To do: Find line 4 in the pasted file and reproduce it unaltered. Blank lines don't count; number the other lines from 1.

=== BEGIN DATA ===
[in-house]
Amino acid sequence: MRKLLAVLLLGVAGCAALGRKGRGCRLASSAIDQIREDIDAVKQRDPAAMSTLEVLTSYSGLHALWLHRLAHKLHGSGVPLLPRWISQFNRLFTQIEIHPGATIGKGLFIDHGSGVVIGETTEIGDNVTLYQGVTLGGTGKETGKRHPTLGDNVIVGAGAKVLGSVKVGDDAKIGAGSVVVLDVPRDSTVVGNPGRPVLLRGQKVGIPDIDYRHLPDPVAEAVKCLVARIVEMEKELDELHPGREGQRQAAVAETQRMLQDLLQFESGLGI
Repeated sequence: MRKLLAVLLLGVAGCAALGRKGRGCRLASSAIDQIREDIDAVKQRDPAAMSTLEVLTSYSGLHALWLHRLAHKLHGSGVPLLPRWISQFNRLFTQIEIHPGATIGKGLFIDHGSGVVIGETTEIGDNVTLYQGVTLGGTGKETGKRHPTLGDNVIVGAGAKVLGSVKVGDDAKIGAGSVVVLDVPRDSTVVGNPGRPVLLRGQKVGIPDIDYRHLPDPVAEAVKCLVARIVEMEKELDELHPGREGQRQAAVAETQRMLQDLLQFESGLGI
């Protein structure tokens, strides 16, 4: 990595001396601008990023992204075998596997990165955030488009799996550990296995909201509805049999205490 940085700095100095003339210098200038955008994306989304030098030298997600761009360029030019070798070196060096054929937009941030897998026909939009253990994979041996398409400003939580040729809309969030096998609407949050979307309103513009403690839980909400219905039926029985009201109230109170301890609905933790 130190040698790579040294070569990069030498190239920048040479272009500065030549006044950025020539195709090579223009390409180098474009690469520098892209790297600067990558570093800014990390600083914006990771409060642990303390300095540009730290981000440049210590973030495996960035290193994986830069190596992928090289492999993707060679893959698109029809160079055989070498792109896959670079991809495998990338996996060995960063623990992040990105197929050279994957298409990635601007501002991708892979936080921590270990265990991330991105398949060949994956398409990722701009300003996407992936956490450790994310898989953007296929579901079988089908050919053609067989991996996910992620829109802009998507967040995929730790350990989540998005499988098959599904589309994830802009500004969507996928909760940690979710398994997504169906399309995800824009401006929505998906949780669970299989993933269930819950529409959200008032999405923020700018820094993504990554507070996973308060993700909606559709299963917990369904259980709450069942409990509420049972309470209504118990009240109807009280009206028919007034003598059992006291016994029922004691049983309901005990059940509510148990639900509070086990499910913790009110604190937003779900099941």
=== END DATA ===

């Protein structure tokens, strides 16, 4: 990595001396601008990023992204075998596997990165955030488009799996550990296995909201509805049999205490 940085700095100095003339210098200038955008994306989304030098030298997600761009360029030019070798070196060096054929937009941030897998026909939009253990994979041996398409400003939580040729809309969030096998609407949050979307309103513009403690839980909400219905039926029985009201109230109170301890609905933790 130190040698790579040294070569990069030498190239920048040479272009500065030549006044950025020539195709090579223009390409180098474009690469520098892209790297600067990558570093800014990390600083914006990771409060642990303390300095540009730290981000440049210590973030495996960035290193994986830069190596992928090289492999993707060679893959698109029809160079055989070498792109896959670079991809495998990338996996060995960063623990992040990105197929050279994957298409990635601007501002991708892979936080921590270990265990991330991105398949060949994956398409990722701009300003996407992936956490450790994310898989953007296929579901079988089908050919053609067989991996996910992620829109802009998507967040995929730790350990989540998005499988098959599904589309994830802009500004969507996928909760940690979710398994997504169906399309995800824009401006929505998906949780669970299989993933269930819950529409959200008032999405923020700018820094993504990554507070996973308060993700909606559709299963917990369904259980709450069942409990509420049972309470209504118990009240109807009280009206028919007034003598059992006291016994029922004691049983309901005990059940509510148990639900509070086990499910913790009110604190937003779900099941």